Modern dad's are far more involved with parenting then they have ever been but when it comes to breastfeeding, it’s the one task a male can simply not do - unless of course you are Robert De Niro’s character Jack in the film Meet the Fockers with his laugh-out-loud custom made Manary Gland!
Aside from that unforgettable 'option', there are plenty of ways dads can support mums take on the exclusive role of breastfeeding their baby and feel less like a spare limb in the early days.
1. Proactive support
If your partner/wife decides to breastfeed your baby, be proactive and positive about supporting her decision. Become educated on the subject by attending a breastfeeding course with her (usually part of your antenatal group). Although breastfeeding is a natural thing, it’s a learning curve for everyone and comes with challenges. Learn about common breastfeeding problems so that you can help diagnose any issues and find her the right help to overcome them. Learn about your baby's feeding cues to ensure you're ready to pass baby to mum at the right time. Keep breast-feeding helpline, breastfeeding counsellor or health visitor's numbers to hand in case she needs to seek professional help. Help by giving mum & baby the best start with your educated support.
2. Buy her some nursing clothes
One of the most thoughtful things you can do is buy her some clothes that are fit for purpose, just like selecting the right tool for the job. Nursing clothes are designed to fit and flatter post natal bodies with their extra curves and larger breasts. They have areas cut out for nursing access and offer a level of discretion when breastfeeding so that her breasts and stomach are not on full show. If you're unsure what she'd like, buy her a twin pack of lace trim soft scoop nursing vests that she can wear for day or night and combine with her other clothes to create her own look. They make the perfect gift as way of thanks for bringing your baby into this world, especially if she doesn't have to think about choosing them herself!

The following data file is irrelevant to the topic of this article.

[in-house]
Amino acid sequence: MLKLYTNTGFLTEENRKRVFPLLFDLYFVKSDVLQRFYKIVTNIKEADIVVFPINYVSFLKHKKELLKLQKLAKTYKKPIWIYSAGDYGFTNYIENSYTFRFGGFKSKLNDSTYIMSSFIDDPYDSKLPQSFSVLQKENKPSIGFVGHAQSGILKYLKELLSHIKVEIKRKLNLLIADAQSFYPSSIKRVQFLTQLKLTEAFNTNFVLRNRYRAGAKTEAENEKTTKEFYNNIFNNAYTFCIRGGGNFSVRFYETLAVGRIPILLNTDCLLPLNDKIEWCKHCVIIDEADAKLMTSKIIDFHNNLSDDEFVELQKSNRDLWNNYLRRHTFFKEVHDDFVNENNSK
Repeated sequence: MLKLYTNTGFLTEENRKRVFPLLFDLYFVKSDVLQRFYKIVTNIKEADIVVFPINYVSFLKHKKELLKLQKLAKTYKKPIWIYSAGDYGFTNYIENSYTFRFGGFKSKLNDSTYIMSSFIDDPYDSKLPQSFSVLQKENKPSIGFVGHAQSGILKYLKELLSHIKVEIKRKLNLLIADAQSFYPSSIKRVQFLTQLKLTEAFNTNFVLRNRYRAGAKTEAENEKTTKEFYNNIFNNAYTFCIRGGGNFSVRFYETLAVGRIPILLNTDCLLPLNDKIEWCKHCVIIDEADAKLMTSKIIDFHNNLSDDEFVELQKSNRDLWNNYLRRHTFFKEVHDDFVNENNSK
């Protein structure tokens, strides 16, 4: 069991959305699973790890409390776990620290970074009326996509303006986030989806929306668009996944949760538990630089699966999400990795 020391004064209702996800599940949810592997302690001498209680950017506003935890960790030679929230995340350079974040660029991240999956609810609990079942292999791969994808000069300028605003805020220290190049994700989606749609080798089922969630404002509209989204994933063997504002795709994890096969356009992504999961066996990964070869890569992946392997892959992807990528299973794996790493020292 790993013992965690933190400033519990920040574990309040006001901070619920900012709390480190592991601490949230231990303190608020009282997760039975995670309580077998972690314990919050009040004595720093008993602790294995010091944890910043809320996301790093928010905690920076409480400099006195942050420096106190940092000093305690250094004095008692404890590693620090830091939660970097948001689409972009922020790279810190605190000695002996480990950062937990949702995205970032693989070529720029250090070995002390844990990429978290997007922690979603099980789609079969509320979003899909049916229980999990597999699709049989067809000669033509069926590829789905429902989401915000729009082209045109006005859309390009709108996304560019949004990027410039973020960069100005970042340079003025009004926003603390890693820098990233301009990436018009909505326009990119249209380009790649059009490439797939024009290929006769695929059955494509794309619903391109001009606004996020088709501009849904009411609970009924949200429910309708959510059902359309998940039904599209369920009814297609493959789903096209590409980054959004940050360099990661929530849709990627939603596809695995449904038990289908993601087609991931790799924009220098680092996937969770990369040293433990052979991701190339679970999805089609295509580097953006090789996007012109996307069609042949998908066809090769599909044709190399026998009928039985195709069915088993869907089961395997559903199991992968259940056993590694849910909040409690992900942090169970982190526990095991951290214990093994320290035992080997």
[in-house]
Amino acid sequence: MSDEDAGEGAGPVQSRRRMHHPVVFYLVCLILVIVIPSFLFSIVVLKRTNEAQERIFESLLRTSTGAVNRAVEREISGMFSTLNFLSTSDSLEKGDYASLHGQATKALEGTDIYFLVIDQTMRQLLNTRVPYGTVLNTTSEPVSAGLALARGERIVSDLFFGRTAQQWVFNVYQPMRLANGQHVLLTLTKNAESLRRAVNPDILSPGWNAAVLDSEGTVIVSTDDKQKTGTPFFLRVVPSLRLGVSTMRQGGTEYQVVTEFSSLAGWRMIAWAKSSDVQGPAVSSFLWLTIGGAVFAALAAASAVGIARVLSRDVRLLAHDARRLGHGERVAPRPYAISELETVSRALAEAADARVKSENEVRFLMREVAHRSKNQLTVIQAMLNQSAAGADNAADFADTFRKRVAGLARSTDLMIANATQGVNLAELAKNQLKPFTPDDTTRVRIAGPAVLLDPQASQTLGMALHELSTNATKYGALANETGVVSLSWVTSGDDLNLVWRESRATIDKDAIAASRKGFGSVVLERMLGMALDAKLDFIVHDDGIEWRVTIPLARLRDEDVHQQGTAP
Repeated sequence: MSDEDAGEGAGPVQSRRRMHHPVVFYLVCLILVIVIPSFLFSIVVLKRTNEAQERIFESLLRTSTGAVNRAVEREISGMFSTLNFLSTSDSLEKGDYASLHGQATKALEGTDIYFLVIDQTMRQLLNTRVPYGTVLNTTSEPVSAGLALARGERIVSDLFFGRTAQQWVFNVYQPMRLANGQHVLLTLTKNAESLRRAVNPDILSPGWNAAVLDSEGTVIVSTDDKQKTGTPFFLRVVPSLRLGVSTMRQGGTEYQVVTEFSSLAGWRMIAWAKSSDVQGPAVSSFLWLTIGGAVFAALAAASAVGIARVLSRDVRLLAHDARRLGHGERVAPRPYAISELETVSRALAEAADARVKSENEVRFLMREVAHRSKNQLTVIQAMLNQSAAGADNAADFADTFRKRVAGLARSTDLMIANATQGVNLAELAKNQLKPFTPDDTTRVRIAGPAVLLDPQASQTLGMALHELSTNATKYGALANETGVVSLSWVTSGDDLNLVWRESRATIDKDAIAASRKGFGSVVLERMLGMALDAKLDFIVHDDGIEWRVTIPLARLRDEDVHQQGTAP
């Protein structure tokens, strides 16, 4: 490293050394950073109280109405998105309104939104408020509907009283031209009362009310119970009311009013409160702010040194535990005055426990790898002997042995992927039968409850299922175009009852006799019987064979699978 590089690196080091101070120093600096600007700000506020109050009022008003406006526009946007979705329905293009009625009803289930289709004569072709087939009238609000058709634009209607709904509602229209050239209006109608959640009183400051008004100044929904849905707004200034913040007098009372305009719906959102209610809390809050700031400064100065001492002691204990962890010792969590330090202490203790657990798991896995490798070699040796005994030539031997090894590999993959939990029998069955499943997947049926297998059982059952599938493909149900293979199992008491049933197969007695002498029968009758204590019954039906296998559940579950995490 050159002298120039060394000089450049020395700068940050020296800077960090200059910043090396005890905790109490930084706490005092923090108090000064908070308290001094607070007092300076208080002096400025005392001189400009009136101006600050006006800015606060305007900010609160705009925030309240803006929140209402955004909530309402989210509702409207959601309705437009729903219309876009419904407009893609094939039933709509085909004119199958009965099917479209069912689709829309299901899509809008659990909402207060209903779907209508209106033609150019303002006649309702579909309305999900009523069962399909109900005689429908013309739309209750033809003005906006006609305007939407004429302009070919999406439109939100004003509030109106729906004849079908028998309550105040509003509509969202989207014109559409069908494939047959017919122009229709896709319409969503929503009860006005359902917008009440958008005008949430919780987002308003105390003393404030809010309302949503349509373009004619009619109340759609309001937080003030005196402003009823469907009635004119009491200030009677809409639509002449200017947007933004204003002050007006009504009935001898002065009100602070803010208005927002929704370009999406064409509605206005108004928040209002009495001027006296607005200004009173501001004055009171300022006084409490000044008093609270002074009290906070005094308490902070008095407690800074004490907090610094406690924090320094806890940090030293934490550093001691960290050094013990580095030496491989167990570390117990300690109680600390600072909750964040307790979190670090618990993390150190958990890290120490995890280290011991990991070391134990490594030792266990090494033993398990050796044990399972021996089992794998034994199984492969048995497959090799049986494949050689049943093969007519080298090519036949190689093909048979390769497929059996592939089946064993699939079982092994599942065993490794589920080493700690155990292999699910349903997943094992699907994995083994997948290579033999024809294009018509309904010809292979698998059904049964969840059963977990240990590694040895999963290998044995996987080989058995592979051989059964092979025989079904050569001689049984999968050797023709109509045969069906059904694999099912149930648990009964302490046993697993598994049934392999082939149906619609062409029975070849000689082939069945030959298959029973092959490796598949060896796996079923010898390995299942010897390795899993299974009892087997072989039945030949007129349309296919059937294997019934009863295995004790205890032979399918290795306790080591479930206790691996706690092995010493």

3. Household chores
You will soon see that breastfeeding is time consuming. A growth spurt could mean mum is nursing all day long in response to baby’s hunger cue’s, which in turn builds up her milk supply to meet he increased demand. So a little help around the house will be much appreciated by her. Do some laundry (see our helpful guide for getting breastmilk, baby sick and baby poo our of dirty laundry), go food shopping, prepare some healthy meals, clean the loo and change the matrimonial bedding every 3 or 4 days (it’s likely to be saturated in breastmilk from night feeds or leaks).
4. Be her extra hands
Whilst she’s breastfeeding, ask her what she needs whilst she's essentially stuck in one place nursing. Offer to reposition her support pillows, bring her a glass of water and a healthy snack, ensure she has the tv remote, book or mobile device to hand for her own entertainment whilst she nurses. Keep her company, share the journey.
5. Compliment her
New mums can feel very anxious about whether they are adequate at breastfeeding with sleep deprivation (from night feeds) and post birth recovery further exacerbating these concerns. So ensure you tell her she’s doing a wonderful job nursing your baby - without being prompted and not just when she’s exhausted and having a ‘down’ day. Tell her she looks beautiful. Heartfelt compliments will raise mum’s spirits and encourage her to continue breastfeeding.
6. Encourage her to sleep
As a general rule, mums are advised to sleep when baby sleeps. This is said to aid post birth recovery, catch up on sleep lost during night feeds and build up her milk supply. And whilst she may feel like she has a hundred other chores to get on with whilst baby naps, encourage her to take at least one nap a day herself. Assure her you will watch over your baby and wake her for baby’s next feed, allowing her to nap with peace of mind.